It has been 13 months since I decided that I wanted to write a piece about my Mom. For over a year I have struggled to put into words how the biggest loss of my life changed me. Grief is a hard topic to talk about because it is such a personal experience. How we process the loss of someone we love and grieve their absence is totally unique to us as individuals. My loss has its own set of unfortunate circumstances – my Mom became terminally ill while I was pregnant with my first child and died shortly after her birth.
I became a Mom and lost my own all within 90 days.
My Mom, Jenny, was diagnosed with cancer when I was just 25, she was only 48. For most of her illness, I lived in denial. In the back of my mind, it was always like “Ha, that’s my Mom, no way will she not beat this!” Her cancer started as cervical cancer, which has a 92% survival rate. Back then I barely knew anyone that had already lost a parent – it seemed impossible in my mind that it could happen.
During this time period, my now husband and I found out that we would be having my daughter. After years of having a tumultuous mother-daughter relationship, my pregnancy brought us closer together than ever. We would talk on the phone every day when I got off of work for hours. She wanted every single detail, she was so excited to be having a granddaughter. For the first time in my adult life, we were truly best friends. She lost her Mom at the age of 9, and she loved being a Mom herself. It was what bonded us from the beginning.
The odds seemed on her side – until they weren’t. The cancer quickly metastasized and spread to other organs. I watched as my vibrant, young Mom became tired. I could hear it in her voice some days when she’d pick up the phone. As my due date neared closer I still remained optimistic. Surely I wasn’t going to lose her. She always told me, “I am going to meet that baby girl.” She made it to Louisiana for my delivery, but her body was so frail. The love in her eyes when she held Mila for the first time is a moment I will vividly remember for the rest of my life. She was so proud of her. So proud of myself. It is one of my most cherished photos.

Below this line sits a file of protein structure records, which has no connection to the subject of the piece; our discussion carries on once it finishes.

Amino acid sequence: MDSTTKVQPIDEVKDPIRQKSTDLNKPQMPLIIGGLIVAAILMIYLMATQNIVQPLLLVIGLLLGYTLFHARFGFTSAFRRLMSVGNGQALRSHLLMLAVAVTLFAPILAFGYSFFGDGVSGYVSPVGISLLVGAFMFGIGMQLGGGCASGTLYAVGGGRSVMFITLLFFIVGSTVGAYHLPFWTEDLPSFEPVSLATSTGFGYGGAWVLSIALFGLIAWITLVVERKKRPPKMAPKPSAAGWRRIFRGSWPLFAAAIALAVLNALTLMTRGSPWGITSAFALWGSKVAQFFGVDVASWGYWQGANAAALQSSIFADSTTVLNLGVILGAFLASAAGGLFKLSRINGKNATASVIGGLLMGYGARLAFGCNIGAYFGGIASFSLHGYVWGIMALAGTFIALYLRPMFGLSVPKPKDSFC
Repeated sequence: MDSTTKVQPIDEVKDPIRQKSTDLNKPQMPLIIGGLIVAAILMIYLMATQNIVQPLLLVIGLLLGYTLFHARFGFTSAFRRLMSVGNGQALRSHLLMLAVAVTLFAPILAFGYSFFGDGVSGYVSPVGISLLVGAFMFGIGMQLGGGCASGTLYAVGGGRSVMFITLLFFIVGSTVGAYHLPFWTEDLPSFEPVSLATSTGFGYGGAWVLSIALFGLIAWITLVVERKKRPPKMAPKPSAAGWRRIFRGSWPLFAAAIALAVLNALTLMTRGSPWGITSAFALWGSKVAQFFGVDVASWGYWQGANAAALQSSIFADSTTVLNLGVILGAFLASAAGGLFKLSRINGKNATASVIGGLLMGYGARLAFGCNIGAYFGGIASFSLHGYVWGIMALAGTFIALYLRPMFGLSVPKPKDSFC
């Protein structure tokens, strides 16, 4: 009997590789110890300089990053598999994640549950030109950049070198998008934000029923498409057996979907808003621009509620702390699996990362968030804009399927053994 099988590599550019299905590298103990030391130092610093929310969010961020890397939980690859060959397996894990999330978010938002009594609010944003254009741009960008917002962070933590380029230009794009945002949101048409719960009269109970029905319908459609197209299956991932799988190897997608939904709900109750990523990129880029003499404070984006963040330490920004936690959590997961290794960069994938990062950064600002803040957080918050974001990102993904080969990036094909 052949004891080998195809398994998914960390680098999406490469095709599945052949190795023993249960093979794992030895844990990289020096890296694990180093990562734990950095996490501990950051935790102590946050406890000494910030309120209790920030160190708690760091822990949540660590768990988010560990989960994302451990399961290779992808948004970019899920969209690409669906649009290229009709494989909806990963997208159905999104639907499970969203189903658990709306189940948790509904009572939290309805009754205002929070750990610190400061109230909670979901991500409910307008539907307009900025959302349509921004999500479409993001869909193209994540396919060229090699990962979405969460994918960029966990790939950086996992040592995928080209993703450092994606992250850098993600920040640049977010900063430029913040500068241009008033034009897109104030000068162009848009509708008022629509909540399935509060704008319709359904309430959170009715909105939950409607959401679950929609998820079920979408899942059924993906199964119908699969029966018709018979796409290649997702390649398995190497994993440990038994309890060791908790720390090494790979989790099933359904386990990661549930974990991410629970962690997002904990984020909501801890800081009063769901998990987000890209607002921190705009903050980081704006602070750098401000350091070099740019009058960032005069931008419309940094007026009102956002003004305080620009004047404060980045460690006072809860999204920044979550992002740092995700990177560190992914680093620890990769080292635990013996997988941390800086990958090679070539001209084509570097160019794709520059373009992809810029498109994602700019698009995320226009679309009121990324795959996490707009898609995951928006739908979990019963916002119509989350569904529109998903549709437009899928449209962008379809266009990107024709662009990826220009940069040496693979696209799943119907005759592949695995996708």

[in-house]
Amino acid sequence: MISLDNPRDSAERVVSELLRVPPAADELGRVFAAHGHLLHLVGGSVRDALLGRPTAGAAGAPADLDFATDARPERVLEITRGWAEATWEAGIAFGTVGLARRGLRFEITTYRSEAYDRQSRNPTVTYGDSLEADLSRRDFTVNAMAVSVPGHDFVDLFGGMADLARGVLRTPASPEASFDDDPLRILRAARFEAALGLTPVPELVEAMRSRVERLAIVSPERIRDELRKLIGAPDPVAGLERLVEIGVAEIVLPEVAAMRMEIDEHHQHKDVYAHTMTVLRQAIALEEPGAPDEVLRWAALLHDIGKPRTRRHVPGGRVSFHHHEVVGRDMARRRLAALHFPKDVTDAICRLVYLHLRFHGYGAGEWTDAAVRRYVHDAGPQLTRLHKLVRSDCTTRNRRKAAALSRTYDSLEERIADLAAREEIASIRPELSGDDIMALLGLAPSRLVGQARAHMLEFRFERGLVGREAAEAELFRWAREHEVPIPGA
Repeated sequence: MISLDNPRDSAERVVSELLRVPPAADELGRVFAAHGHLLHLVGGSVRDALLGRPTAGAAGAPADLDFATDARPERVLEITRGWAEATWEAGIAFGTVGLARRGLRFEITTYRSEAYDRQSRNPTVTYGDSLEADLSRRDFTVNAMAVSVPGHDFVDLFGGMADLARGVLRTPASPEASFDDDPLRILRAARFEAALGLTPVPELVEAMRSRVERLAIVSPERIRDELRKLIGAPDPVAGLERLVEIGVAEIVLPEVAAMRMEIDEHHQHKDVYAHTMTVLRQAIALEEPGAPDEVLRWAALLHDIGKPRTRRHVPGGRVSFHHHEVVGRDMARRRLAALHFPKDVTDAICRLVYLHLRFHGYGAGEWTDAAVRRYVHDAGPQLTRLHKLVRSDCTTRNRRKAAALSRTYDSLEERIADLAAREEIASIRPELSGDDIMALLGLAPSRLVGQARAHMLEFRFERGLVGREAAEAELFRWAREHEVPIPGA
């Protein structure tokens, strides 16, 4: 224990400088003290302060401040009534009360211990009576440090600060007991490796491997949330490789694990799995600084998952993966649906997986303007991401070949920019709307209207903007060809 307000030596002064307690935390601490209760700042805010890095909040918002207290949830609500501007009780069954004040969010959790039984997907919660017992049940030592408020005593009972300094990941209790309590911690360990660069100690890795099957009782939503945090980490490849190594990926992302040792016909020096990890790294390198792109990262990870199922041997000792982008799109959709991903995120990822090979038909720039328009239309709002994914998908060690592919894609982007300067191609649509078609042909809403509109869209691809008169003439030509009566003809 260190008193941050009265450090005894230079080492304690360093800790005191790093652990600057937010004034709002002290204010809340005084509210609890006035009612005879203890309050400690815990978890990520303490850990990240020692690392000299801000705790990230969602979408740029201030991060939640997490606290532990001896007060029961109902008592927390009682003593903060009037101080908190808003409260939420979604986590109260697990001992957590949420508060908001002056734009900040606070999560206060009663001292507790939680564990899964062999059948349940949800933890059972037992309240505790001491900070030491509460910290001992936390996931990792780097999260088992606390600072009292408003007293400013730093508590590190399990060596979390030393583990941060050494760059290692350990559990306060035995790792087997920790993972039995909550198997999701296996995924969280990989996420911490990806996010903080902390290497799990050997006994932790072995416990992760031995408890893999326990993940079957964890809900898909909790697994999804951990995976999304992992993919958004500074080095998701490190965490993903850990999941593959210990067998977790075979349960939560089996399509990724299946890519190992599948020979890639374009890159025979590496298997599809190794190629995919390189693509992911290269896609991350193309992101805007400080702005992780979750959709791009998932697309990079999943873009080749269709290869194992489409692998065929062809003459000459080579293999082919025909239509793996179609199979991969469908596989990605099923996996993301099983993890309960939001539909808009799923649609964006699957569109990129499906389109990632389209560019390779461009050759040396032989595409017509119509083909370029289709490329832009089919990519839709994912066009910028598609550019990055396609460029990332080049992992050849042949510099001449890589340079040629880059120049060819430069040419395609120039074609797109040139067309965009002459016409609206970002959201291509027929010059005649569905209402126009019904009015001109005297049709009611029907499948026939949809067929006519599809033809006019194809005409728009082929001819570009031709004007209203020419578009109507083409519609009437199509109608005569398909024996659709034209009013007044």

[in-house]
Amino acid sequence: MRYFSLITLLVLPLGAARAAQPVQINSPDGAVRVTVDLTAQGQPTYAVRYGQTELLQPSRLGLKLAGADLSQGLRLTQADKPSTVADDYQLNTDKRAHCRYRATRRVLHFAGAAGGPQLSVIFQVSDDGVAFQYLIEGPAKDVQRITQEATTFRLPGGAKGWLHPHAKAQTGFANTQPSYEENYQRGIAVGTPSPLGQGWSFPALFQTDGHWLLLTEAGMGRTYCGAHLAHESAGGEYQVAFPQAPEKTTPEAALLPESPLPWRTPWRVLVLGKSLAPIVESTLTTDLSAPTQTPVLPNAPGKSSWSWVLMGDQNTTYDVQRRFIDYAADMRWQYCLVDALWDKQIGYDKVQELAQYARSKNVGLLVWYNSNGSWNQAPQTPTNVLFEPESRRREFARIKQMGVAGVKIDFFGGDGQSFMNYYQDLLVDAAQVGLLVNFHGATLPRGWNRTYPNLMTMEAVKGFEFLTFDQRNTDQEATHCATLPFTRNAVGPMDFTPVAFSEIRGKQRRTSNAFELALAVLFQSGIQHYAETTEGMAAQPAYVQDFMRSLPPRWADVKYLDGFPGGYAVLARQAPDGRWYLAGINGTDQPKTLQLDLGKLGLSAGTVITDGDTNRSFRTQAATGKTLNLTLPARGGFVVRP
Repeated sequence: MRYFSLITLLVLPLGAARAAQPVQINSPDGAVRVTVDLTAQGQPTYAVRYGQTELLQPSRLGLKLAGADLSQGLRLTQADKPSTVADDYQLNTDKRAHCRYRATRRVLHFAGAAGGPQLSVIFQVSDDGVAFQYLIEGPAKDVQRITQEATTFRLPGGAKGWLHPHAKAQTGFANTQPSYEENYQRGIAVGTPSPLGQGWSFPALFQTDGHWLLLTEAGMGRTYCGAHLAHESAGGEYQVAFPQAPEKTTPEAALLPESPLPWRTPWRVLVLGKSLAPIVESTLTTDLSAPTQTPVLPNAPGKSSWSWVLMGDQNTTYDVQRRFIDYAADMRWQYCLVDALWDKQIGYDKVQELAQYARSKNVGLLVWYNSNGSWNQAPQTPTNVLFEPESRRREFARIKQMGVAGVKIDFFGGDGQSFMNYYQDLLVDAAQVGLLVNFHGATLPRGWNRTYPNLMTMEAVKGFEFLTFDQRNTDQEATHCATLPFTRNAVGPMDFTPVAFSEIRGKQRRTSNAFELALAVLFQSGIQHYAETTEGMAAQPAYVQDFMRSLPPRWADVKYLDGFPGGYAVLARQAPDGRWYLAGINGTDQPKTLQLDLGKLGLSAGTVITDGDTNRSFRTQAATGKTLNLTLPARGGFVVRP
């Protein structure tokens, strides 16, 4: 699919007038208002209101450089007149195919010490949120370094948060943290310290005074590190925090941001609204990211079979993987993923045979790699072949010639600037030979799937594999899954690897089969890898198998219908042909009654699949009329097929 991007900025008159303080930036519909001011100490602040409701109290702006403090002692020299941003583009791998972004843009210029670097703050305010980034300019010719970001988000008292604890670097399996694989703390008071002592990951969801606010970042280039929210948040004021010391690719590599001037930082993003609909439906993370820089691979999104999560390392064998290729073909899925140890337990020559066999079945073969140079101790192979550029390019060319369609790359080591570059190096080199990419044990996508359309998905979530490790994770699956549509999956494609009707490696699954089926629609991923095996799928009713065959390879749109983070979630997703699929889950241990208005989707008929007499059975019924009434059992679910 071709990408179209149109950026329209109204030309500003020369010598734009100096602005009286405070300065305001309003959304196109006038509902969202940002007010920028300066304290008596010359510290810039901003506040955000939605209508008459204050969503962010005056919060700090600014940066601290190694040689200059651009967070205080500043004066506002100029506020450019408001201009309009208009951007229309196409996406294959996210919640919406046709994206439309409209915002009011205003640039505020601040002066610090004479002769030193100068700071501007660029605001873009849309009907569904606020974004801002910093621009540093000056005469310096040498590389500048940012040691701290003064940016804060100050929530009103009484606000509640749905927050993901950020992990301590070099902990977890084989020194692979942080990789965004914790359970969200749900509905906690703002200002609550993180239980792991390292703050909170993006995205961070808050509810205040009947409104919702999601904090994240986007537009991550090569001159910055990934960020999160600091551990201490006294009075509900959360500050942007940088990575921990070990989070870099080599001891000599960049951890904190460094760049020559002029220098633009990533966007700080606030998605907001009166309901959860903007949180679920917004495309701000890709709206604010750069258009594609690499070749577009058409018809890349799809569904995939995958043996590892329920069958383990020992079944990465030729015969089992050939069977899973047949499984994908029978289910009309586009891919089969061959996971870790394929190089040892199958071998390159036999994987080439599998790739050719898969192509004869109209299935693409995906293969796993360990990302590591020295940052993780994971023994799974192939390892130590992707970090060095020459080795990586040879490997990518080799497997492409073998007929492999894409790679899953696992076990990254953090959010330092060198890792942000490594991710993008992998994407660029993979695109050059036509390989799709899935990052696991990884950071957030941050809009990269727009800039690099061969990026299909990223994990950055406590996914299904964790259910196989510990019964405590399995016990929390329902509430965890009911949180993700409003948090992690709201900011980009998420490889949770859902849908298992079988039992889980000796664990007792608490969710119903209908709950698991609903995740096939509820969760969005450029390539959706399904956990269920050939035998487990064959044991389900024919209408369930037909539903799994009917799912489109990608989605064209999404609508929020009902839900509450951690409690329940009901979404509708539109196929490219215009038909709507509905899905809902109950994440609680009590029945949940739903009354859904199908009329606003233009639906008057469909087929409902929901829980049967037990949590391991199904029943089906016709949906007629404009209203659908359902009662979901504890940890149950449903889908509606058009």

The next 3 months things quickly went downhill. One afternoon at the end of March, I called her, and I knew something wasn’t right. I quickly hung up with her and called my uncle, who told me I should come. Without hesitation, we made arrangements and took the road trip with my husband, my brother, and my 3-month-old. We were able to visit with her that night, and she was able to hold her beloved granddaughter. I didn’t want to take pictures, but I am glad I have the ones I do. As I helped her in the bathroom that night she hugged me tight and just said “I’m scared.” All I could say was “I know Mom, me too.” And I knew she was, I was too. She wasn’t ready to leave us and we weren’t ready to lose her. It’s the last conversation I clearly remember having with her.
48 hours later, I sat next to her hospital bed as she slept and held her hand tight. I told her how much I loved her and that she was the best Mom I could have ever wanted. Our whole life together flashed in my mind as I watched her sleep. The summer days spent by the pool together. Driving around in her Buick listening to James Taylor or Collective Soul. Watching ice skating together, playing in the leaves, and snuggling by our Christmas tree. I tucked her foot, which was identical to mine, back into her blanket and hugged her tight that final time. I told her to go and be with her parents, be free of this life. We would be okay, I got this. I didn’t mean any of it, but I knew she needed peace. The doctor reassured me that we had time to make plans for the week so we headed to her house to do just that.
Two hours later I got the phone call that changed me forever. She heard us and she went. It still crushes me I wasn’t with her, but I truly believe that was her last act of love as our Mom – sparing me and my brother the pain of actually seeing her move on from this life.